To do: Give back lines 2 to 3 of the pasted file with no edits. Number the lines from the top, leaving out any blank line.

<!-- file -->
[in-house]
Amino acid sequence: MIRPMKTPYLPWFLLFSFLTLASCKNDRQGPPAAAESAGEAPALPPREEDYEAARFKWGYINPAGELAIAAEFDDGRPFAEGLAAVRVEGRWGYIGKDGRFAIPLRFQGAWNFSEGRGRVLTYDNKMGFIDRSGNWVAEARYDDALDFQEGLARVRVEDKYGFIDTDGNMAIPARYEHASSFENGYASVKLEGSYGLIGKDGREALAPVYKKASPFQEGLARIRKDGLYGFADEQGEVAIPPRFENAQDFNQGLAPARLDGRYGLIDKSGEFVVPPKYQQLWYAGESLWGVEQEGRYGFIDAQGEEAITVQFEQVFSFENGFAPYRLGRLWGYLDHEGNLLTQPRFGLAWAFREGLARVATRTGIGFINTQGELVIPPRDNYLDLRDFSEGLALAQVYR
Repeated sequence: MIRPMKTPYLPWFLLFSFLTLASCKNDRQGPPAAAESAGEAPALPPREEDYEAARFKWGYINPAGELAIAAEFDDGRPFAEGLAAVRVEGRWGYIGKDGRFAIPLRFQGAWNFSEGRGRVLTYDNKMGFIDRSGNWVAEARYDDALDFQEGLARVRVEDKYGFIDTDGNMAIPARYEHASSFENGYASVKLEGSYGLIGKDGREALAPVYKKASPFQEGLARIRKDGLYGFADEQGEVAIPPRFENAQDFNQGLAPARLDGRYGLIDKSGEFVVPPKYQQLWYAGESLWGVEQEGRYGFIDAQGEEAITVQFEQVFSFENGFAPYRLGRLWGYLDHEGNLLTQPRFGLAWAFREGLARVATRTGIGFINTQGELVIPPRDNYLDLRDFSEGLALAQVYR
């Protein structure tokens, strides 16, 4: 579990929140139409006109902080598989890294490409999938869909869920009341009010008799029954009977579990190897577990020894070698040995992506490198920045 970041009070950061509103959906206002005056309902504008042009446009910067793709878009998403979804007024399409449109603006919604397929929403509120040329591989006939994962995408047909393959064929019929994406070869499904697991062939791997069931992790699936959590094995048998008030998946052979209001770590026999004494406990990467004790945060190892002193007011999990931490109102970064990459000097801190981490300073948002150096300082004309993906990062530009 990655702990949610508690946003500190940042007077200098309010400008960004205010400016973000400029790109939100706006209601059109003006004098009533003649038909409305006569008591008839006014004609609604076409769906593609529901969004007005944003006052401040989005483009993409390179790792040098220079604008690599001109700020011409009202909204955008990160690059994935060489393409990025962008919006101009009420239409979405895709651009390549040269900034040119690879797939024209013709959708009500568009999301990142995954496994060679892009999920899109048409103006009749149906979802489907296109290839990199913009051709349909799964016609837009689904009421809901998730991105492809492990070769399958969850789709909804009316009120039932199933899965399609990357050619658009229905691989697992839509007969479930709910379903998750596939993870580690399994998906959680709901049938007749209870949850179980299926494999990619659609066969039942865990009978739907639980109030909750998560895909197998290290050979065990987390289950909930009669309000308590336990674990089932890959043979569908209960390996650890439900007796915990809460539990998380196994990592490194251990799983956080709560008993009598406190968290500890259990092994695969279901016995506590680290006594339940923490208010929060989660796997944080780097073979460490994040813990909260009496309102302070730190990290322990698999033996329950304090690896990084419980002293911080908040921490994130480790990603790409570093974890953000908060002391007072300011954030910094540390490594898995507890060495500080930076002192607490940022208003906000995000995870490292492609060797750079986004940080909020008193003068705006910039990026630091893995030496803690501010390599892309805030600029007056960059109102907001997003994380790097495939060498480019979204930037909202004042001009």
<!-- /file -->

Amino acid sequence: MIRPMKTPYLPWFLLFSFLTLASCKNDRQGPPAAAESAGEAPALPPREEDYEAARFKWGYINPAGELAIAAEFDDGRPFAEGLAAVRVEGRWGYIGKDGRFAIPLRFQGAWNFSEGRGRVLTYDNKMGFIDRSGNWVAEARYDDALDFQEGLARVRVEDKYGFIDTDGNMAIPARYEHASSFENGYASVKLEGSYGLIGKDGREALAPVYKKASPFQEGLARIRKDGLYGFADEQGEVAIPPRFENAQDFNQGLAPARLDGRYGLIDKSGEFVVPPKYQQLWYAGESLWGVEQEGRYGFIDAQGEEAITVQFEQVFSFENGFAPYRLGRLWGYLDHEGNLLTQPRFGLAWAFREGLARVATRTGIGFINTQGELVIPPRDNYLDLRDFSEGLALAQVYR
Repeated sequence: MIRPMKTPYLPWFLLFSFLTLASCKNDRQGPPAAAESAGEAPALPPREEDYEAARFKWGYINPAGELAIAAEFDDGRPFAEGLAAVRVEGRWGYIGKDGRFAIPLRFQGAWNFSEGRGRVLTYDNKMGFIDRSGNWVAEARYDDALDFQEGLARVRVEDKYGFIDTDGNMAIPARYEHASSFENGYASVKLEGSYGLIGKDGREALAPVYKKASPFQEGLARIRKDGLYGFADEQGEVAIPPRFENAQDFNQGLAPARLDGRYGLIDKSGEFVVPPKYQQLWYAGESLWGVEQEGRYGFIDAQGEEAITVQFEQVFSFENGFAPYRLGRLWGYLDHEGNLLTQPRFGLAWAFREGLARVATRTGIGFINTQGELVIPPRDNYLDLRDFSEGLALAQVYR